Despite the scientific advancements made in creating medicines that can target and treat diseases, researchers still face the challenge of targeting “undruggable” targets. Most drugs target proteins to treat diseases, however, there are some proteins that conventional drugs cannot access for reasons such as a protein molecule’s shape or how it folds. There have been many strategies and tools developed to overcome these challenges such as targeting RNA. RNAs have not been viewed as drug targets as of recent due to their short-lived existence, changeable shape, and limited array of building blocks. Now, researchers at Scripps Research report they have developed a new RNA drug discovery tool that allows rapid drug discovery and optimization of RNA-targeting compounds.

Their new tool and approach are described in a paper titled, “A general fragment-based approach to identify and optimize bioactive ligands targeting RNA,” and published in the journal Proceedings of the National Academy of Sciences.

“RNAs have important functions that are dictated by their structure,” the investigators wrote. “Indeed, small molecules that interact with RNA structures can perturb function, serving as chemical probes and lead medicines. Here we describe the development of a fragment-based approach to discover and optimize bioactive small molecules targeting RNA.”

The new tool is called Chem-CLIP-Fragment Mapping. “It allows us to tackle very hard molecular recognition problems to enable us to make lead medicines across multiple indications,” said Matthew Disney, PhD, a chemist at Scripps Research, Florida. “This opens great potential to redefine what’s truly ‘undruggable.'”

The new system adapts a recent advance in protein-targeting drug discovery which uses weak binding, drug-like chemical fragments to reveal potential templates.

Here, the fragments are “functionalized,” or appended with tags and light-sensitive modules, allowing them to be seen and identified. The original protein-targeting drug discovery strategy was developed by Christopher Parker, PhD, as a postdoctoral fellow in the lab of Scripps Research biochemist Benjamin Cravatt, PhD.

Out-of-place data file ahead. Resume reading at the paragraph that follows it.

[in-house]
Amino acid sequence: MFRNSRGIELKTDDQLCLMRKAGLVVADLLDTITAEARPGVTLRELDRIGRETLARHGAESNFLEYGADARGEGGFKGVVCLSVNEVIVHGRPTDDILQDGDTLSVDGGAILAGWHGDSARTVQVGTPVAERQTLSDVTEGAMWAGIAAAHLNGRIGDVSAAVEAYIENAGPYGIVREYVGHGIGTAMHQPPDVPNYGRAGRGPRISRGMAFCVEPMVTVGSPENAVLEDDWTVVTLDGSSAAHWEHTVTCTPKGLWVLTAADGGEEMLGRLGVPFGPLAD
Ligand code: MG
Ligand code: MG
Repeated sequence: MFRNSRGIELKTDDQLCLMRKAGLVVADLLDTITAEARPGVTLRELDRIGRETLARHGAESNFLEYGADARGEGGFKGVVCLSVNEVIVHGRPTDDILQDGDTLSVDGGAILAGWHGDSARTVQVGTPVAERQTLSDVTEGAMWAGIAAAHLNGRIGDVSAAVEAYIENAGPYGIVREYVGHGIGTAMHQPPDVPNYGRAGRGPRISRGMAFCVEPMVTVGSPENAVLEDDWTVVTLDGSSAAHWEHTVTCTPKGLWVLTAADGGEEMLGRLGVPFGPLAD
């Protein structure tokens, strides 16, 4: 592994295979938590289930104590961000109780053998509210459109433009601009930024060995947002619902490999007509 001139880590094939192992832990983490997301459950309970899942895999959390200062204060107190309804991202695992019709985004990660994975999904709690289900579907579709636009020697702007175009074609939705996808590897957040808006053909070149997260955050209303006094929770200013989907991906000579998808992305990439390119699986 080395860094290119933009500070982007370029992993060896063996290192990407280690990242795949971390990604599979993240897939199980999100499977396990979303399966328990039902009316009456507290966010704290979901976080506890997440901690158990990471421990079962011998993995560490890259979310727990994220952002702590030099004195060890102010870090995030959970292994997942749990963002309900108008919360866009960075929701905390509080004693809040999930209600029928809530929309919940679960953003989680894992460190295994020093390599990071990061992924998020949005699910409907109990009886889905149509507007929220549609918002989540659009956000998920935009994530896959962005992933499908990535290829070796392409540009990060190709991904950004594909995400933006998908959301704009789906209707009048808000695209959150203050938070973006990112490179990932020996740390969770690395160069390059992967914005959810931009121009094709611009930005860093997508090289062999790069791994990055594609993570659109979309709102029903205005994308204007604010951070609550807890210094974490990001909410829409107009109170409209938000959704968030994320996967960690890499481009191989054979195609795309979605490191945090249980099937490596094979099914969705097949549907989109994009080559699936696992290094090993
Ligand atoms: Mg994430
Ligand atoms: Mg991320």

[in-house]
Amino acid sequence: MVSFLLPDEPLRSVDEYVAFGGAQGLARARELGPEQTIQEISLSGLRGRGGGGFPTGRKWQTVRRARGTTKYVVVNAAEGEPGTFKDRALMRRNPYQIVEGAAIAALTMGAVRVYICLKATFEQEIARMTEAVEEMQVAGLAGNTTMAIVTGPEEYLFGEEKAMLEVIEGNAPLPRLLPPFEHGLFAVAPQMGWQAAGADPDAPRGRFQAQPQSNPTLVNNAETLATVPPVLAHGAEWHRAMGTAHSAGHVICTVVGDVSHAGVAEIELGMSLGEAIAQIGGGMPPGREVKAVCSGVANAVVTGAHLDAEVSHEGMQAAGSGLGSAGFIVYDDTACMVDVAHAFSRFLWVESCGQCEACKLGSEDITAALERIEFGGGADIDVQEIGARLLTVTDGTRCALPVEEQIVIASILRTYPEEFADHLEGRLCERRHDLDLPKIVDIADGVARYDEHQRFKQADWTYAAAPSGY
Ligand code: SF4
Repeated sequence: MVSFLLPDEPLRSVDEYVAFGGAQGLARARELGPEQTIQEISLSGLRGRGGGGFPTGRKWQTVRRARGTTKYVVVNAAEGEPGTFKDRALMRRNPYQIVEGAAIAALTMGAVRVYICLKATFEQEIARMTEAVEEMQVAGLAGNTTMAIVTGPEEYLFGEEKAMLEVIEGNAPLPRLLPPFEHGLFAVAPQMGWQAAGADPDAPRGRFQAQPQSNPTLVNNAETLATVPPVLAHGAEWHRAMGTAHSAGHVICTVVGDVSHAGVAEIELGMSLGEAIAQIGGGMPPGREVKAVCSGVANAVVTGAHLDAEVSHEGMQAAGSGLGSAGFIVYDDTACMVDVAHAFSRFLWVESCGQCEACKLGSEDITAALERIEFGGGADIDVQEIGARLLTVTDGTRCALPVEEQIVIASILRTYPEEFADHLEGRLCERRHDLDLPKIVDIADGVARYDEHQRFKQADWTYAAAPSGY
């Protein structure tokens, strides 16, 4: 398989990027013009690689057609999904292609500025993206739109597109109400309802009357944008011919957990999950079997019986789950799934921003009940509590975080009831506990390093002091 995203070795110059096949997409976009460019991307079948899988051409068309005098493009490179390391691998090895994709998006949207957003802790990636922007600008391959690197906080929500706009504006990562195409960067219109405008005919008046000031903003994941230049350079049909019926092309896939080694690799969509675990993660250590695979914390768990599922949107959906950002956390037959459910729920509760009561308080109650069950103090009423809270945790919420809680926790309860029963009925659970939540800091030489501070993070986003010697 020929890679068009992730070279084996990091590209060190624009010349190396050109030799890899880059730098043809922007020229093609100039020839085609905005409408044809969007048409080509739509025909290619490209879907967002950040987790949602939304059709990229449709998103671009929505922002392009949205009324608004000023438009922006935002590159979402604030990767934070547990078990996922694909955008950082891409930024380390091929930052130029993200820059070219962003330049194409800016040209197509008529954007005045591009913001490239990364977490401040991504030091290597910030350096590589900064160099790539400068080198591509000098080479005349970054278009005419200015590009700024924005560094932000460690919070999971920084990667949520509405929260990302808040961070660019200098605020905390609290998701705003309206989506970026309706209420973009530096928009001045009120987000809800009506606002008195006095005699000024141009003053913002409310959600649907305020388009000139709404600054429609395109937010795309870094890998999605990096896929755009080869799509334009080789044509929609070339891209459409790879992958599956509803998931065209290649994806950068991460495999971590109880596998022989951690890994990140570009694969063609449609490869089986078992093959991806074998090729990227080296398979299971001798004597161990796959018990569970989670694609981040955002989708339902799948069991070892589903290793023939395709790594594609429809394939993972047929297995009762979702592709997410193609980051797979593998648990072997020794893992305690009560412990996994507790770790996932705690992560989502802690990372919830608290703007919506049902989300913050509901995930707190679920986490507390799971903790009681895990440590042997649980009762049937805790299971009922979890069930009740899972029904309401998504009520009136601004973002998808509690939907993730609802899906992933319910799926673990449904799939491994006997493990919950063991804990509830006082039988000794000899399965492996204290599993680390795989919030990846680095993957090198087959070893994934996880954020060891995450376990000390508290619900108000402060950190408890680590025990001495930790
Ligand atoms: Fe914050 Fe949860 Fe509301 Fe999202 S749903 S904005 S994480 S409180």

Scripps Research Chemist Matthew Disney, PhD, and graduate student Blessy Suresh in their Jupiter, FL, lab. [Scripps Research]

“This is what Scripps Research is, we develop tools,” said Parker, now an assistant professor at Scripps Research, Florida. “Our collaborative environment allows us to do this.”

The Chem-CLIP-Frag-Map system helps reveal multiple opportunities to bind, and which allows them to modify the RNA targets. The researchers say the system aids scientists in engineering and optimizing potential medicines to bind more tightly, be more specific, and less likely to have off-target side-effects.

“These two things bind cooperatively, and so the whole is better than the parts,” Disney said.

The Scripps Researchers used their new tool to find compounds for microRNA-21, a key RNA involved in triple-negative breast cancer. Triple-negative breast cancer is an aggressive breast cancer subtype, with no clinically approved targeted therapies. The Chem-CLIP-Frag-Map tool uses a light-sensitive module called a diazirine group that covalently crosslinks to RNA with exposure to UV light.

“The system helped us optimize the fragments to design bioactive complexes with higher selectivity and potency as compared to starting fragments,” explained first author Blessy Suresh, a graduate student in Disney’s lab. “We were able to screen 460 fragment-based probes in just a couple of hours. This screening method can be easily scaled up to a much more high-throughput format.”

“For every protein encoded in human DNA, there are 75 or 80 types of RNA encoded, so this new tool offers great hope for virtually all diseases now deemed ‘undruggable,’ including triple-negative breast cancer,” Disney said.

This new tool offers hope for undruggable diseases such as triple-negative breast cancer and shows that undruggability will no longer be a match for precision medicine.

“…It may be time to describe biomolecules that are perceived to be challenging small molecule targets as ‘not yet drugged’ rather than ‘undruggable.’ As the science of chemical biology advances, it is becoming clear that more and more biomolecules are indeed targetable,” concluded the investigators.

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